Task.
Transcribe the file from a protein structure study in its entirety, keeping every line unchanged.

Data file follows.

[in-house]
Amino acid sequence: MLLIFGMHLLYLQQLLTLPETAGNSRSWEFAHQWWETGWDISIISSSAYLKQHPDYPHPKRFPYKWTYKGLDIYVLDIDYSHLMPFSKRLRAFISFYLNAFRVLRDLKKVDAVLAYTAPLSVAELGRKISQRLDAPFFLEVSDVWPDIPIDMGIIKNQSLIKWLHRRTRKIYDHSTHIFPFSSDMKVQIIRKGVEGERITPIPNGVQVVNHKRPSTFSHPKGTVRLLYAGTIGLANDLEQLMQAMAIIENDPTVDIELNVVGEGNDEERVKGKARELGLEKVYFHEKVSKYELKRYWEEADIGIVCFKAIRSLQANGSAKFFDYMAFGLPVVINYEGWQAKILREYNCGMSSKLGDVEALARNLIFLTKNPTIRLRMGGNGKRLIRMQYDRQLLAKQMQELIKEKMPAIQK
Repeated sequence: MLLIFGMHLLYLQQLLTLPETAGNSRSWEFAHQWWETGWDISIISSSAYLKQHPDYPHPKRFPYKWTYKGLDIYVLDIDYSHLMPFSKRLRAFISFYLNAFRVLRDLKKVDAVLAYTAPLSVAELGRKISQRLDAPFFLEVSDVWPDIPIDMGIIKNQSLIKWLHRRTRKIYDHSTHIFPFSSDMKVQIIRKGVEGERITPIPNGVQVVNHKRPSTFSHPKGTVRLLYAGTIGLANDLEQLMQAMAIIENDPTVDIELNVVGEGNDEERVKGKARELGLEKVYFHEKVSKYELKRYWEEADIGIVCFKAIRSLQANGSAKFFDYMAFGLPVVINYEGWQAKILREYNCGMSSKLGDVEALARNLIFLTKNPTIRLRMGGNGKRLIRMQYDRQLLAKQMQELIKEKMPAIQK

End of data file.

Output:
[in-house]
Amino acid sequence: MLLIFGMHLLYLQQLLTLPETAGNSRSWEFAHQWWETGWDISIISSSAYLKQHPDYPHPKRFPYKWTYKGLDIYVLDIDYSHLMPFSKRLRAFISFYLNAFRVLRDLKKVDAVLAYTAPLSVAELGRKISQRLDAPFFLEVSDVWPDIPIDMGIIKNQSLIKWLHRRTRKIYDHSTHIFPFSSDMKVQIIRKGVEGERITPIPNGVQVVNHKRPSTFSHPKGTVRLLYAGTIGLANDLEQLMQAMAIIENDPTVDIELNVVGEGNDEERVKGKARELGLEKVYFHEKVSKYELKRYWEEADIGIVCFKAIRSLQANGSAKFFDYMAFGLPVVINYEGWQAKILREYNCGMSSKLGDVEALARNLIFLTKNPTIRLRMGGNGKRLIRMQYDRQLLAKQMQELIKEKMPAIQK
Repeated sequence: MLLIFGMHLLYLQQLLTLPETAGNSRSWEFAHQWWETGWDISIISSSAYLKQHPDYPHPKRFPYKWTYKGLDIYVLDIDYSHLMPFSKRLRAFISFYLNAFRVLRDLKKVDAVLAYTAPLSVAELGRKISQRLDAPFFLEVSDVWPDIPIDMGIIKNQSLIKWLHRRTRKIYDHSTHIFPFSSDMKVQIIRKGVEGERITPIPNGVQVVNHKRPSTFSHPKGTVRLLYAGTIGLANDLEQLMQAMAIIENDPTVDIELNVVGEGNDEERVKGKARELGLEKVYFHEKVSKYELKRYWEEADIGIVCFKAIRSLQANGSAKFFDYMAFGLPVVINYEGWQAKILREYNCGMSSKLGDVEALARNLIFLTKNPTIRLRMGGNGKRLIRMQYDRQLLAKQMQELIKEKMPAIQK